You, as a patient, might not know if any other people have suffered the same difficulties you did. Fortunately, your attorney’s investigative team has the knowledge and experience to examine the medication you were taking and learn more about the situation. If we discover that others suffered significant injuries while using the same drug, you may have a design defect case.
A marketing defect occurs when the drug manufacturer fails to provide adequate warnings about known side effects of a medication. Some side effects may be considered reasonable if patients are warned about them and know what to look out for.
One example is the medication Abilify, which is often prescribed to treat psychosis and other mental health issues. In 2016, after receiving reports from multiple patients, the FDA ordered Abilify’s makers to warn consumers about the possible side effects of unusual risk-taking behaviors like gambling, binge eating, compulsive shopping, or sex. Some users reported that they had become financially distressed due to excessive gambling while taking the medication. Abilify ultimately settled several lawsuits in 2018 with patients who had been harmed by the drug.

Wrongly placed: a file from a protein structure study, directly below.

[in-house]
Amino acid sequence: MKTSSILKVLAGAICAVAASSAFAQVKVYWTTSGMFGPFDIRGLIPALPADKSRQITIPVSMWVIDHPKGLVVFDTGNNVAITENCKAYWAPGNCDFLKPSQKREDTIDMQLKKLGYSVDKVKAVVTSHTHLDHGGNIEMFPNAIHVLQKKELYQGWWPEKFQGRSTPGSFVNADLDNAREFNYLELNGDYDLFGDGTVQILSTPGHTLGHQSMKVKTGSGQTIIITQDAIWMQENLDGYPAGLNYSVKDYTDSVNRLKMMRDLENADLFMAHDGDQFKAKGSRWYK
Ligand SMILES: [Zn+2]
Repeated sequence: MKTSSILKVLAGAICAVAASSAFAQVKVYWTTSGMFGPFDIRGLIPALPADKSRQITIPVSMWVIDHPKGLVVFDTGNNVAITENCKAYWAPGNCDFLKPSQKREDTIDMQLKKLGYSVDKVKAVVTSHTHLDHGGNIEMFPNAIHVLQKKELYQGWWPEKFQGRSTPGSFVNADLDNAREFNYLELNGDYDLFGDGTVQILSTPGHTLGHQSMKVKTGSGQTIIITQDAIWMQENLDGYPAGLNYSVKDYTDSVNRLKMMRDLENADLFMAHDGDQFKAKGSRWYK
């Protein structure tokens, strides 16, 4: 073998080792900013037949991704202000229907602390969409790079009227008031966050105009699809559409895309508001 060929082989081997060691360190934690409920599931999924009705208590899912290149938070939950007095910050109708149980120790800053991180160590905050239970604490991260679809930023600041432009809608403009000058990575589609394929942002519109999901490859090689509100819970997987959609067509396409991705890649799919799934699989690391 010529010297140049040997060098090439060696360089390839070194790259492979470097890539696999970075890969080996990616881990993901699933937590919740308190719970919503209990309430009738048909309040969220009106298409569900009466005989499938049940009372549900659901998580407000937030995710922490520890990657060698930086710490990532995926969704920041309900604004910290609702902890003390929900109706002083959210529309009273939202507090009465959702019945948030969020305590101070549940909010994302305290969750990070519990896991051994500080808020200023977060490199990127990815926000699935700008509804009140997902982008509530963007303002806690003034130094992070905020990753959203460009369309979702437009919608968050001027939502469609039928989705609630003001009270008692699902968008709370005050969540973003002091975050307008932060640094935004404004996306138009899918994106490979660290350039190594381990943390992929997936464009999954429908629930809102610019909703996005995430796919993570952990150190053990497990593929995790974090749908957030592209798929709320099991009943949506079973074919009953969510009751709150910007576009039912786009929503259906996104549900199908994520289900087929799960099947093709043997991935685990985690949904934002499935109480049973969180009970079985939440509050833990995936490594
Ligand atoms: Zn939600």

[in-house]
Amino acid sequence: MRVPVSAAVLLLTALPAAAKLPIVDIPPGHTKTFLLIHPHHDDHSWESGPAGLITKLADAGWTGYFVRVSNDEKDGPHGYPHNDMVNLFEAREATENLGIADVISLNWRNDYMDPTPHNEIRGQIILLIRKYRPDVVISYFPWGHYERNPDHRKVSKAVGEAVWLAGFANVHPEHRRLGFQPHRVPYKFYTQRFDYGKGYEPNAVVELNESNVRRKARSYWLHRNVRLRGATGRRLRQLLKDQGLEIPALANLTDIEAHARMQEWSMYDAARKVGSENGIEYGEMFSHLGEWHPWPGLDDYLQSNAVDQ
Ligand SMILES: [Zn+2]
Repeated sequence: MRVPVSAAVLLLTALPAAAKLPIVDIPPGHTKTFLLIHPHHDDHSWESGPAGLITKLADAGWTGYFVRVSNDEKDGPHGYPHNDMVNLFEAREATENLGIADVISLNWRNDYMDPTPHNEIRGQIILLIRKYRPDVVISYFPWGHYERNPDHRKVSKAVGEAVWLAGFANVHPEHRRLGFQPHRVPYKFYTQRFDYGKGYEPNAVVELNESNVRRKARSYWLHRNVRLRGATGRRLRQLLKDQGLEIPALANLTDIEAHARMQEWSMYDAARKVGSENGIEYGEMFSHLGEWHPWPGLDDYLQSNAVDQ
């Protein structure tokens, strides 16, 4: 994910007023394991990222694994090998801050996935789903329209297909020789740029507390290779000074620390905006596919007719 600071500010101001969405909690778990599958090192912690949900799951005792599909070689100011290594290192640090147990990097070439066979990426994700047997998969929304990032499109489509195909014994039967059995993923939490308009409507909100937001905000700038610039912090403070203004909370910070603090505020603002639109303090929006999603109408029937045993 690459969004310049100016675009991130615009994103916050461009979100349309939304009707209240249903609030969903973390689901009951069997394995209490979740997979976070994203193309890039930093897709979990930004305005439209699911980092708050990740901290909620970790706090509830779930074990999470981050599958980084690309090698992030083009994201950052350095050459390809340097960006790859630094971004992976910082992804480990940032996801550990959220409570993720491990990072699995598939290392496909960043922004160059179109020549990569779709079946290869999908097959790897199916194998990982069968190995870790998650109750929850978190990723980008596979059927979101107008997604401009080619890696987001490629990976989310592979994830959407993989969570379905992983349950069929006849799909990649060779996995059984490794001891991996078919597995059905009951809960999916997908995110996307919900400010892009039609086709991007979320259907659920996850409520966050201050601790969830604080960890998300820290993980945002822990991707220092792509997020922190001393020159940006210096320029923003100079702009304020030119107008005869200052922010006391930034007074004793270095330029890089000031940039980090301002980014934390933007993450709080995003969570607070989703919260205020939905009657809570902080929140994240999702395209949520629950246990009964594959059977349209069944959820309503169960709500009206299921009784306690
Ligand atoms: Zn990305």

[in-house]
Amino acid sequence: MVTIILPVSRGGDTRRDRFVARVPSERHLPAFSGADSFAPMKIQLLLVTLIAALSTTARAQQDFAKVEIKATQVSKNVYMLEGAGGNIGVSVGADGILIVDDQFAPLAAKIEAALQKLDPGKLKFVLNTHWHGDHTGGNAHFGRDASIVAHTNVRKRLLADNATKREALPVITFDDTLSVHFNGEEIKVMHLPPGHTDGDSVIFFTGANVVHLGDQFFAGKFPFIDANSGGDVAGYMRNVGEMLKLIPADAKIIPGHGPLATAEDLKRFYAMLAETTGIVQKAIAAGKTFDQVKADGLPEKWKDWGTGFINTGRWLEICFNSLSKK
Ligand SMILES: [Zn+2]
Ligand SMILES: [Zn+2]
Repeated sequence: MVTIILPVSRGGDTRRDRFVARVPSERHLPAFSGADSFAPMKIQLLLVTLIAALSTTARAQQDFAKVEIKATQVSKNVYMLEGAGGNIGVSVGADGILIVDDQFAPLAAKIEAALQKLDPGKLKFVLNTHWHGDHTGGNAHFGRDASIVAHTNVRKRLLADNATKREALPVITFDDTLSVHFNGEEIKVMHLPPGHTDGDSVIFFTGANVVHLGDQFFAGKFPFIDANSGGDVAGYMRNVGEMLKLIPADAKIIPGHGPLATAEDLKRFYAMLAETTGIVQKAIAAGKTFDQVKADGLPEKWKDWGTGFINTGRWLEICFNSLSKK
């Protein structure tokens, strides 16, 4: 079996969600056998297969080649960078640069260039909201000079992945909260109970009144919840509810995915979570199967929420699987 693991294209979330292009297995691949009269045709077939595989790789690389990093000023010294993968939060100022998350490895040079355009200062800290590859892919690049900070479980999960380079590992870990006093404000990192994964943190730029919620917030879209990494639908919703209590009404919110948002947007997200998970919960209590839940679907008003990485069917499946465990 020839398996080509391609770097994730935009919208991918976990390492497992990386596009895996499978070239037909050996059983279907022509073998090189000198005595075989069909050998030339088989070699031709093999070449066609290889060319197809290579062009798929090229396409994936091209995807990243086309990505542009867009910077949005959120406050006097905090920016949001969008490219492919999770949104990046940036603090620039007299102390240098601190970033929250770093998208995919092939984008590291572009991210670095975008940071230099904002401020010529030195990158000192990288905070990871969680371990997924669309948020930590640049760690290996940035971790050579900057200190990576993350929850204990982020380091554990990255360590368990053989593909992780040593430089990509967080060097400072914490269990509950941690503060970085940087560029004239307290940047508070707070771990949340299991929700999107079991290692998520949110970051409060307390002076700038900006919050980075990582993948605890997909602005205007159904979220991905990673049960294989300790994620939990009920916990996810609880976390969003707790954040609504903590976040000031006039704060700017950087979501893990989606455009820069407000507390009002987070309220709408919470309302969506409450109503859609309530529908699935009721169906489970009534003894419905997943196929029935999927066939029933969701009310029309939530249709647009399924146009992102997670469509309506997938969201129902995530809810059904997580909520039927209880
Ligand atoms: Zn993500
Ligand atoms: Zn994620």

The important facet of this case is that the risk of compulsive behavior wasn’t unreasonably unsafe on its own, but the lack of a warning was. In other words, if patients understood the risks, they might be able to recognize a gambling or shopping problem developing earlier. They could then speak with their doctor about changing medications before their symptoms caused significant damage to their lives. Without this warning, a patient might not immediately connect the medication with their increased visits to a local casino or other sudden, excessive expenditures.
However, it’s important to know that there is a potential defense for drug manufacturers accused of a marketing defect in South Carolina.
The Learned Intermediary Defense